By Shinovene Immanuel, Ndapewoshali Shapwanale | 22 June 2018

The land, surrounding the Oanob Dam outside Rehoboth, is the site of more than 30 luxury homes, many belonging to Namibias business and political elite.

The houses overlook Lake Oanob, a popular location for canoeing, aqua-cycling and boat parties, and an upmarket Lake Oanob Resort. The land is the subject of a bitter ownership dispute between Acasia Resorts and the Rehoboth Town Council, which is currently before the High Court.

At the heart of the battle is the agreement signed by Mbumba (representing the government) and Acasia Resorts in November 1994, which the Rehoboth Town Council is now rejecting.

Mbumba, as the agriculture minister at the time, agreed to lease out over 4 300 hectares (equal to around 4 300 football fields) for 50 years, with an option to renew for another 50 years at N$12 000 a year, and an annual increase pegged to the inflation rate.

Besides building a resort, Acasia divided the area into plots, and leased them out to individuals for millions of dollars for decades.

Acasia was registered two years before Mbumba signed the deal. Its largest shareholders were Swapo supporters and businessman Christie Benade, and Sandra Tjitendero, the deceased wife of Namibias first parliamentary Speaker, Mose Tjitendero.

The Namibian understands that NamWater has been concerned about the sewage from the houses built near the dam, while there are also concerns that town planning procedures were not followed.

None of the lessees The Namibian interviewed disclosed how much they are paying in rent, but an expert valuator said the lands proximity to the lake increases its value.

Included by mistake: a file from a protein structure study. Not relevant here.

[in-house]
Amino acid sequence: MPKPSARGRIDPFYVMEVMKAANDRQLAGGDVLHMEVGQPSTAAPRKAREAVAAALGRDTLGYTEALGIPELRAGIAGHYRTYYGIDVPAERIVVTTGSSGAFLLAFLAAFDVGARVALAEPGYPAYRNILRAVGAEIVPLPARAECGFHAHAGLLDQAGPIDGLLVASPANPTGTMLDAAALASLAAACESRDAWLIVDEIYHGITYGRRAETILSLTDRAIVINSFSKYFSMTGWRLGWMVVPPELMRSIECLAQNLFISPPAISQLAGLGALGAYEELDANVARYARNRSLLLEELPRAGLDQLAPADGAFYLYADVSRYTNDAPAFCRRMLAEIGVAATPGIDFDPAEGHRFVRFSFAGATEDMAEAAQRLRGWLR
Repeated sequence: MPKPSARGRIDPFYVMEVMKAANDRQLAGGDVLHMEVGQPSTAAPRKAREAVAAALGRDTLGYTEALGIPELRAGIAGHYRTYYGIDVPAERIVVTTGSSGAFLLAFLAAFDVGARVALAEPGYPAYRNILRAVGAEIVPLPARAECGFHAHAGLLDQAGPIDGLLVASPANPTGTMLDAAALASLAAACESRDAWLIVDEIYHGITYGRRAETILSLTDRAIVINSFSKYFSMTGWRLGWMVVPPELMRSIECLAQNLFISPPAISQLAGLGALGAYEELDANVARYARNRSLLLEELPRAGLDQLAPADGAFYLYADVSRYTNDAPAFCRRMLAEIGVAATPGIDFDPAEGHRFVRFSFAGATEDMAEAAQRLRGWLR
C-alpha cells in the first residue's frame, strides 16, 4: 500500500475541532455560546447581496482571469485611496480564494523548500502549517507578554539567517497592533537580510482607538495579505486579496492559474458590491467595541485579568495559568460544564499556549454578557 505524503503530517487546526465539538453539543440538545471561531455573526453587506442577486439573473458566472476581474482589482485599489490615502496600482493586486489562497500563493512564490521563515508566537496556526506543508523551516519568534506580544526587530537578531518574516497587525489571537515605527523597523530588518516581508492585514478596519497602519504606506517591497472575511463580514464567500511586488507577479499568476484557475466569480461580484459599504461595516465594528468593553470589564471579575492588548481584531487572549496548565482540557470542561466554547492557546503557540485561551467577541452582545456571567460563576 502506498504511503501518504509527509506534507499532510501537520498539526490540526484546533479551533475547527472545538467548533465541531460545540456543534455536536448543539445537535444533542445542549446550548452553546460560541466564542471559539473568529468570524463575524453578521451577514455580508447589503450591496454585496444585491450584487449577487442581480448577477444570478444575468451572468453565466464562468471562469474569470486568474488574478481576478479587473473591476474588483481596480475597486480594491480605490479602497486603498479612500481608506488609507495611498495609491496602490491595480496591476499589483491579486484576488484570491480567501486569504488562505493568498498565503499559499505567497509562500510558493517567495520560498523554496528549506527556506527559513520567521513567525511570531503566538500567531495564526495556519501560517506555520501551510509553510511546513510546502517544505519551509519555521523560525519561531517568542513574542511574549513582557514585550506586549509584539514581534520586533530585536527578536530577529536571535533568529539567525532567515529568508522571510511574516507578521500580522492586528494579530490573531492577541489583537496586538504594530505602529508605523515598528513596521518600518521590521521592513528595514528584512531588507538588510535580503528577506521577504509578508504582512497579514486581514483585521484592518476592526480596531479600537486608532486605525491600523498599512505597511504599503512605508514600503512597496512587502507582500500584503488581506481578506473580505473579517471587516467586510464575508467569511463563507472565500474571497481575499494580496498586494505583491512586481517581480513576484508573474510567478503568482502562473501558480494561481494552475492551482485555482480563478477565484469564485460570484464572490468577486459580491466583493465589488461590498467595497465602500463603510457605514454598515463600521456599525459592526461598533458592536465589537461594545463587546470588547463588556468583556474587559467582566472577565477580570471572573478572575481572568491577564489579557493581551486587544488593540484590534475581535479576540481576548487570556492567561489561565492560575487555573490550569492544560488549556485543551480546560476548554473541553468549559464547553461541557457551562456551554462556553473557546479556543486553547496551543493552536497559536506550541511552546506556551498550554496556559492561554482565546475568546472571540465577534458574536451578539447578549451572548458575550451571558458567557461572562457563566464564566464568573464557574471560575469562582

Acasia refused to say what it is currently paying in rent, and to who.

However, using official inflation statistics, The Namibian estimates that it could now be paying a maximum of just N$54 300 a year.

Benade, currently the majority shareholder, refused to answer The Namibians questions, saying the newspaper must ask the judge of the High Court what lessees are paying.


The deal was propelled into the public eye after the Rehoboth Town Council sold part of the land to a private company, Oanob Dax Investment CC, for a housing project.

Acasia reacted by suing the company, Oanob Dax Investment CC, the council, the Rehoboth deeds office, the registrar of deeds and the government, among others.

The deeds authorities have been drawn into the dispute because they refused to register Acasias lease.

Details of the 1994 lease – including its length and the modest rental – are revealed in Cabinet papers and other documents tabled in court.

Mbumba responded to detailed questions with a “no comment”.

Acasia wants the High Court to block Oanob Daxs plans to construct a township of 167 housing units on Farm 1127, which Acasia says falls within its lease area.

Responding to Acasias court application, the Rehoboth council says there is no legal relationship between itself – as the owner of the land – and Acasia.

“The purported agreement being relied upon by [the] plaintiff was signed with a third party not authorised by the first defendant [the council],” it says in its court papers. Acasia, therefore, has no legal standing to bring the application.

The council added that it owned the land in 1994, and still does.

“The minister [Mbumba] and Cabinet had no right or authority in law to have signed and/or to have taken the decision referred to in the purported agreement,” the council said.

It added that the lease agreement should have been signed in terms of the Local Authorities Act to be legally binding. The council also objects to the fact that since 1994, Acasia had been sub-letting plots to third parties without the right to do so.